Take notice or being mindful


Mindfulness is paying attention to how you feel and what you see, hear, taste and smell. It is the opposite of rushing and multitasking. Mindfulness is being in the present rather than thinking about the future or the past.


It can make us more aware of our thoughts and feelings and can help reduce stress and anxiety. Mindfulness can help us slow down and promotes rest and healing.


Smiling Mind has created digital Care Packs to support the mental health of kids aged five to 12. The resources can be downloaded from the Smiling Mind website and provide parents and carers with practical support to help manage anxiety and promote positive mental health.  Each pack includes brief learning tools as well as activities for children to use within the home or school environment.

To download the pack, see:  Smiling Mind Digital Care Packs


For more information about mindfulness with children and young people, visit: Smiling Mind.

Practice kindness and gratitude

Gratitude is about taking some time to recognise and celebrate the people and things we love and are thankful for. Being grateful can have a big impact on wellbeing as it strengthens relationships and makes us more optimistic.

You can help your child practice gratitude by talking to them about:

  • things that make them happy
  • things that inspire them
  • people and things that nurture them
  • experiences and thoughts they would like more of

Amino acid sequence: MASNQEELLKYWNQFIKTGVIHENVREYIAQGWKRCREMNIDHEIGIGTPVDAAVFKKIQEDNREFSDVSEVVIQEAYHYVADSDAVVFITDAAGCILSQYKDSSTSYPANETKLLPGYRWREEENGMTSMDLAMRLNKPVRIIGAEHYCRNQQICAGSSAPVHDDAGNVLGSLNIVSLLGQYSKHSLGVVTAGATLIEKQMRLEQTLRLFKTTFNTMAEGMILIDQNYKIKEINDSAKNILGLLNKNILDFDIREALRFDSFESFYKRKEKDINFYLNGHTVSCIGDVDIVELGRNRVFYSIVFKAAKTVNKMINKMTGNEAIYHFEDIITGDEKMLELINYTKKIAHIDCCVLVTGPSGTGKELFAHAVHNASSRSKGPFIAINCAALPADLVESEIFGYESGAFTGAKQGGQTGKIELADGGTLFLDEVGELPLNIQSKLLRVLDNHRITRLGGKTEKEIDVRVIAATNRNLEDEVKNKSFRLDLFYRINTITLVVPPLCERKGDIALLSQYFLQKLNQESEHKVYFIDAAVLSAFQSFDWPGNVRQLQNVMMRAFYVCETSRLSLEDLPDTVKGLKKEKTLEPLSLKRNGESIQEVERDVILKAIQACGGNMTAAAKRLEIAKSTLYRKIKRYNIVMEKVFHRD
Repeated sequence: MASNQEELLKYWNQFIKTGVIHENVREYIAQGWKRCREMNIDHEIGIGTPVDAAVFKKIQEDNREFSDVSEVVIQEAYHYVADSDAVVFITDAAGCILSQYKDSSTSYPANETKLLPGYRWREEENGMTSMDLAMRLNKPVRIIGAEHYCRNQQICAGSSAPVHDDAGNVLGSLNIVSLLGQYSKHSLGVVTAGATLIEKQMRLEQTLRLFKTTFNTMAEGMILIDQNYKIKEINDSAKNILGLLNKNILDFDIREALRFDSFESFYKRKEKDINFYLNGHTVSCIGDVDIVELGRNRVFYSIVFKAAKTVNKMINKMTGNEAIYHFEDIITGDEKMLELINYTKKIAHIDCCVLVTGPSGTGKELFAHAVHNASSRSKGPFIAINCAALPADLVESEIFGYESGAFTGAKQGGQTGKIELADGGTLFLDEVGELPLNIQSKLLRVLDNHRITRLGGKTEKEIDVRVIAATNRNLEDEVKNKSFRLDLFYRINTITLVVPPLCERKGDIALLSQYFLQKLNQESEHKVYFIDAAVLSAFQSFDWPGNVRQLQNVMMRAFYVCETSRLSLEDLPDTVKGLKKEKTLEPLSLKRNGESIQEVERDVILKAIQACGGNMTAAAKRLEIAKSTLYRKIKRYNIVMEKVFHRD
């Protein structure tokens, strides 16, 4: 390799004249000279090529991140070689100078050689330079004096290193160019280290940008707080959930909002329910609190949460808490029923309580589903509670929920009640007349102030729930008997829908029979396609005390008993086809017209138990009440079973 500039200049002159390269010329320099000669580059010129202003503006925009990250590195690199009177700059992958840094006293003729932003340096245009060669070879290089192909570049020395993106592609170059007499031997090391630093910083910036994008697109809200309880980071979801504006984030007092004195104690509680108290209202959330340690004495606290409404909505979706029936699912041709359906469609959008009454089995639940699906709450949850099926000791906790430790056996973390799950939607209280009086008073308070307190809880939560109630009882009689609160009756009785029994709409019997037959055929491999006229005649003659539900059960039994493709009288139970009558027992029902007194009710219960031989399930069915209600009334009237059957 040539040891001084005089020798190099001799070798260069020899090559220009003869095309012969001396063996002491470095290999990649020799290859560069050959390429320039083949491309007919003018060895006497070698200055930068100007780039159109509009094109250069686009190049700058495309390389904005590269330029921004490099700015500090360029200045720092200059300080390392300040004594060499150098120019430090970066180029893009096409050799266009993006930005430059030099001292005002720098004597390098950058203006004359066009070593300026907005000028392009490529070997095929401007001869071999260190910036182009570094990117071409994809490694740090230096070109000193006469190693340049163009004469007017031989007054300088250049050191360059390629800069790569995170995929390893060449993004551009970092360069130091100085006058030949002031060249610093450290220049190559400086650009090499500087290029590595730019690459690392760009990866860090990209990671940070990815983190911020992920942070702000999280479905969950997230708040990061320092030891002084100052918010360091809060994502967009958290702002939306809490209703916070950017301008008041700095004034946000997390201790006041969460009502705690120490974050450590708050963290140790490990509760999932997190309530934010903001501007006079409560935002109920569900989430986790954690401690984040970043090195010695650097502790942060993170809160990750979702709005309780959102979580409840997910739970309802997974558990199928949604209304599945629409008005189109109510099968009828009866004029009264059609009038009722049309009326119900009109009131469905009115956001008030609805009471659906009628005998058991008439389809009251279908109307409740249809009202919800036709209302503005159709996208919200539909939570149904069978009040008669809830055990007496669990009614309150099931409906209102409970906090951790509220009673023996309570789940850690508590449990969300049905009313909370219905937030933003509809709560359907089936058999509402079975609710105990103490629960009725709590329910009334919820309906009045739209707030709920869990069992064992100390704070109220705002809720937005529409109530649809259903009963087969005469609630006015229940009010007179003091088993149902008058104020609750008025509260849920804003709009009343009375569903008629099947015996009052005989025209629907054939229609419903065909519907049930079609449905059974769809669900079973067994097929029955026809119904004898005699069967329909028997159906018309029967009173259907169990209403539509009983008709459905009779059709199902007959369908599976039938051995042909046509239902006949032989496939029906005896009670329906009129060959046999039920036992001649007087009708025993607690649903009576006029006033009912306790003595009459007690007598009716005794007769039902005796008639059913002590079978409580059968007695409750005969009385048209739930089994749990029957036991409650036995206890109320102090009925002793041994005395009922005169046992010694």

• helping them notice small pleasures like a cool breeze or a warm smile.

Being kind to others also supports wellbeing. It promotes feelings of gratitude as well as compassion and empathy. Kindness helps to build a sense of community and reduces stress.

With your child, make a list of all the ways they can be kind to family, friends and your community. Together, chose a few things to practice being kind.

Promote help seeking

It can be hard to ask for help but it is important that your child knows that it is okay. Encourage help seeking in your child by:

  • asking how things are going
  • letting them know it’s okay if they are feeling sad or frustrated
  • listening without judgement when they seek out your support
  • providing teenagers with a range of information about where to get help if they need it.

Set rules and boundaries

Clear rules and boundaries help children and young people feel safe. Involve your child in making the rules and they will be more likely to stick to them. Negotiating rules is a way of showing you respect their growing maturity.


Additional resources

  • Advice, tips and resources - help to support your child's health and wellbeing, including online safety, attendance and getting involved in your child's school.
  • Parentline - a confidential phone service that offers counselling and support on parenting issues.
  • Raising Children Network - evidence based resources for everyday parenting.

Take care  and stay safe, 

Lauren Borg

Student Well-being Leader